Drew Barrymore On Being Locked Up in a Mental Institution at 13
Most of us know Drew Barrymore from her child-star roles E.T. and Firestarter. Some of us know her for her wild-child roles like Poison Ivy. All of us know her for her rom-com roles like The Wedding Singer and Never Been Kissed.
But there was a period of about 3-4 years in Drew Barrymore’s life where she had vanished from Hollywood. When she was very young — ages 9-13, or so — Barrymore was a disaster. She went to clubs with her Mom. She did a stint in rehab. She couldn’t get a job.
That’s when her mother, who basically made her the way she was, put her in a mental institution for a year and a half, as she tells The Guardian in an interview promoting her new book, Wildflower.
My mom locked me up in an institution. Boo hoo! But it did give an amazing discipline. It was like serious recruitment training and boot camp, and it was horrible and dark and very long-lived, a year and a half, but I needed it. I needed that whole insane discipline. My life was not normal. I was not a kid in school with normal circumstances. There was something very abnormal, and I needed some severe shift.”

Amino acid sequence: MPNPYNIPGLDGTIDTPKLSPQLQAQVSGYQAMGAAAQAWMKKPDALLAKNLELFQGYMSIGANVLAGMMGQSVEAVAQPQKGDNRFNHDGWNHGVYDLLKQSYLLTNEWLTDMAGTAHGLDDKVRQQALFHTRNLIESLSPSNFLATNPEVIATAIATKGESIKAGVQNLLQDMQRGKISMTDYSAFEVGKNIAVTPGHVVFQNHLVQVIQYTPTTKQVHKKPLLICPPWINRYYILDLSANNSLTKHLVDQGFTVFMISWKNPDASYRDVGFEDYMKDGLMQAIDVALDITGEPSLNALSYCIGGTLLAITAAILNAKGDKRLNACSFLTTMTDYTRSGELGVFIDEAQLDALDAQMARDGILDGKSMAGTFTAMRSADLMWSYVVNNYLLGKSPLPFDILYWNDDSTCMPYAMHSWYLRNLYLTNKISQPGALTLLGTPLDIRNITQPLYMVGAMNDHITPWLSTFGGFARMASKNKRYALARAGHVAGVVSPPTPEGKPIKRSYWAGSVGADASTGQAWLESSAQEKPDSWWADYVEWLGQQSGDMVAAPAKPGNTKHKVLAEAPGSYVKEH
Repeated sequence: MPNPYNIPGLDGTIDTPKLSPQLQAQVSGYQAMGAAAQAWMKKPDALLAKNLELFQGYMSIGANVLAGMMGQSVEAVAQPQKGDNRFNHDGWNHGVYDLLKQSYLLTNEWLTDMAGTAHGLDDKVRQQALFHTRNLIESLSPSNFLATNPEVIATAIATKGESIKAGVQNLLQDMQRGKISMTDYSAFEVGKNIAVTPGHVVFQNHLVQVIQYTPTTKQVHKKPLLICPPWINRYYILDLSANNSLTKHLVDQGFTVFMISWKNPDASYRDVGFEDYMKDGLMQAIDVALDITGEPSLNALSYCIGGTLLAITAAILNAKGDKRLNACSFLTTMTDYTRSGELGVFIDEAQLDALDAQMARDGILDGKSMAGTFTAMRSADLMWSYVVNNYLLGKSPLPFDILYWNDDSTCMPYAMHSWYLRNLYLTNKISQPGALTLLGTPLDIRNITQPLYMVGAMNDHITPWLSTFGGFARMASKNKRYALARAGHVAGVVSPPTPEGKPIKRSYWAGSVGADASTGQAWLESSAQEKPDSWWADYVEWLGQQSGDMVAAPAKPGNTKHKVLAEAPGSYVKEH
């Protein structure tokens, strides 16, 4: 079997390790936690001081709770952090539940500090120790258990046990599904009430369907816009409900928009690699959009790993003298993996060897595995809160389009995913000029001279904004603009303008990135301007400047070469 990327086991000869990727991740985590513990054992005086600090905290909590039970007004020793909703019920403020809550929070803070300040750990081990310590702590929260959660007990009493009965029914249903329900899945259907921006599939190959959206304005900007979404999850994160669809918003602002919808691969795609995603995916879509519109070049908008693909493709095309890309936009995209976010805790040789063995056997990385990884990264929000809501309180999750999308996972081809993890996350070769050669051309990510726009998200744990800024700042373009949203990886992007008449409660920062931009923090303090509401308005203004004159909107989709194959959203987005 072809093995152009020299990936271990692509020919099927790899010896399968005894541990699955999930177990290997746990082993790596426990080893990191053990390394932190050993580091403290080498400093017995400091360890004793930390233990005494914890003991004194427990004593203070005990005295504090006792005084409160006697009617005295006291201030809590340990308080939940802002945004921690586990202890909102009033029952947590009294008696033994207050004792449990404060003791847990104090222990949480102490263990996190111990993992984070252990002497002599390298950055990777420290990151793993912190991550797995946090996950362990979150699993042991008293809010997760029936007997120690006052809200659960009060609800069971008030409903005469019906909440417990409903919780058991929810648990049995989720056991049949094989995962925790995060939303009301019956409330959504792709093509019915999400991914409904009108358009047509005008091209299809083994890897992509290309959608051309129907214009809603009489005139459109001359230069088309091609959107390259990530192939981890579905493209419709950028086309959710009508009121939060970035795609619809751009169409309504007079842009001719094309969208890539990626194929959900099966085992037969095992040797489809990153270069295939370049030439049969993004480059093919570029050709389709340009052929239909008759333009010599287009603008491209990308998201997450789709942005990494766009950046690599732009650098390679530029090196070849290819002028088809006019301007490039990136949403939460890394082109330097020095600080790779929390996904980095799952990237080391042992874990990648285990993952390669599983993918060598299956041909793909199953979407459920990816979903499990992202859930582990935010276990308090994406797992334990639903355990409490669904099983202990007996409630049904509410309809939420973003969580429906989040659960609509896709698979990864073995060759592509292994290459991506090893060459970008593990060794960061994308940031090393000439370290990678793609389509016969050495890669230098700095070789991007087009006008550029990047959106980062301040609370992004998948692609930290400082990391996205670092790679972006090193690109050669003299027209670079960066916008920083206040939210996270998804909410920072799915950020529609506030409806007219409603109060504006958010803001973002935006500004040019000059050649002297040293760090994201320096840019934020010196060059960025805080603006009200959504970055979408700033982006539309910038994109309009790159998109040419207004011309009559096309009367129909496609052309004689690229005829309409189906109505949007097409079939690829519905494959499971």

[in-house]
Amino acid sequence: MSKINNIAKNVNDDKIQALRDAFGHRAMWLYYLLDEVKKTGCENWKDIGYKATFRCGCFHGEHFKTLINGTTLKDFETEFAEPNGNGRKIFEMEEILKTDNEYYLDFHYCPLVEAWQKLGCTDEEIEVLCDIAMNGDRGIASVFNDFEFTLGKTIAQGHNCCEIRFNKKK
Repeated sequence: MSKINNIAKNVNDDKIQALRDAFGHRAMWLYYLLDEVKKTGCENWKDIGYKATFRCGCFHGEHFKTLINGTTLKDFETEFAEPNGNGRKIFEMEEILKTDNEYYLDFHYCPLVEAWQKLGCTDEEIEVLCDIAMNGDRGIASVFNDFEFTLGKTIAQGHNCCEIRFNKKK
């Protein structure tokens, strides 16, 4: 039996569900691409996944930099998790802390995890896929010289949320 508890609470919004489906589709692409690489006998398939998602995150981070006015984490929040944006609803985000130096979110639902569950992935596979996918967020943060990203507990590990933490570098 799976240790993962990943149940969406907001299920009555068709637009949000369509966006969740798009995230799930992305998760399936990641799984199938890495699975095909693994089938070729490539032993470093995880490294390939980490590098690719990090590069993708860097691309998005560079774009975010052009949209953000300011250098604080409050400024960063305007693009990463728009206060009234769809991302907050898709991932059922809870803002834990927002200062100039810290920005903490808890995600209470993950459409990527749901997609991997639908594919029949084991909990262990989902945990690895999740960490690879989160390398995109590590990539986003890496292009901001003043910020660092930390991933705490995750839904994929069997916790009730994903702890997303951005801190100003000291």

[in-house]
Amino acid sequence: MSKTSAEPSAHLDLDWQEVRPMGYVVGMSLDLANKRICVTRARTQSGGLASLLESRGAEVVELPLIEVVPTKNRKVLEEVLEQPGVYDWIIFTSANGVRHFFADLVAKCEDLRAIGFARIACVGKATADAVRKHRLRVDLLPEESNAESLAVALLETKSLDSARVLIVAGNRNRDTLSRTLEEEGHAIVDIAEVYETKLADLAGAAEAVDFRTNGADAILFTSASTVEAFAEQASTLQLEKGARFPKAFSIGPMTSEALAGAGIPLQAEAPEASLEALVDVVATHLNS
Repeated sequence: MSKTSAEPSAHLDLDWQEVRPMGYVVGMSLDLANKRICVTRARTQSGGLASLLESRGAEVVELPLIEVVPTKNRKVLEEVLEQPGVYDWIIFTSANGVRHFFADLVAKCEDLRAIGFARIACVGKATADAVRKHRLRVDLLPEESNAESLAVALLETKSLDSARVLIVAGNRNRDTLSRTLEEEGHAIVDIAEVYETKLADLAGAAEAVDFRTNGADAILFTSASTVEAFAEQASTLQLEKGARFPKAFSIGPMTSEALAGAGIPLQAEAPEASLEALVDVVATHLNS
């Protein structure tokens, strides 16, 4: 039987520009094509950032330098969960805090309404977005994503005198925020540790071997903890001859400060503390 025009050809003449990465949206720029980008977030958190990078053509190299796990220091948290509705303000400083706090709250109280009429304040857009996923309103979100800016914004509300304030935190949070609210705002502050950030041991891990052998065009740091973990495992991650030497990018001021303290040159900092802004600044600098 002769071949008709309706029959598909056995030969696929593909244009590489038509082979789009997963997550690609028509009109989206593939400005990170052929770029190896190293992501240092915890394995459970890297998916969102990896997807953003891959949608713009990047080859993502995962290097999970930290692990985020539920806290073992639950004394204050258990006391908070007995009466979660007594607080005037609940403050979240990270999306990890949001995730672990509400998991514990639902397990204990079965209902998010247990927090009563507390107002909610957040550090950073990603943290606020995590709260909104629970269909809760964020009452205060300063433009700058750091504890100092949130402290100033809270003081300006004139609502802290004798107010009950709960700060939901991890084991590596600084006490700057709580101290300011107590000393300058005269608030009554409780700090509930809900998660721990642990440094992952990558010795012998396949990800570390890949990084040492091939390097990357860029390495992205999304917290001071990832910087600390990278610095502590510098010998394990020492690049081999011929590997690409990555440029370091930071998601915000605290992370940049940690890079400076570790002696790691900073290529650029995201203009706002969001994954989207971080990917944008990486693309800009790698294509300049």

Could you leave or did you have to stay?
“Oh yeah. No getting out for a year and a half.”
Was there any warning from your mother that this was coming?
“No, no, no. I would have run away. I would never, never have let that happen to myself.”
Did she come and visit?
“Yeah, occasionally. Occasionally.”
It’s a disturbing story. She talks about life in the dormitories, how she is still friends with one girl who “is kooky, but great”, how they tried to drug her and she resisted. “I was like, no, thank you. I wanted to clean out. I didn’t want to be a cliche.”
Did you ever think you were mentally ill? “No. No. I just knew that I was off course.”
Did the doctors say what they thought was wrong? She giggles. “Oh, they definitely thought I was off course!”
It was after being locked away that Drew Barrymore sought to be legally emancipated from her parents, including her famous father, John Barrymore, who eventually drank himself to death. In fact, it was the mental institution that encouraged her to break ties with her parents. At the age of 14, she moved into an apartment by herself. She was an “unemployable disaster” and ended up working odd jobs as a waitress and cleaning toilets, until her career finally rebounded, beginning with her Playboy cover and Poison Ivy. She started Flower Films at the age of 20, made Never Been Kissed at 23, and the rest is history.
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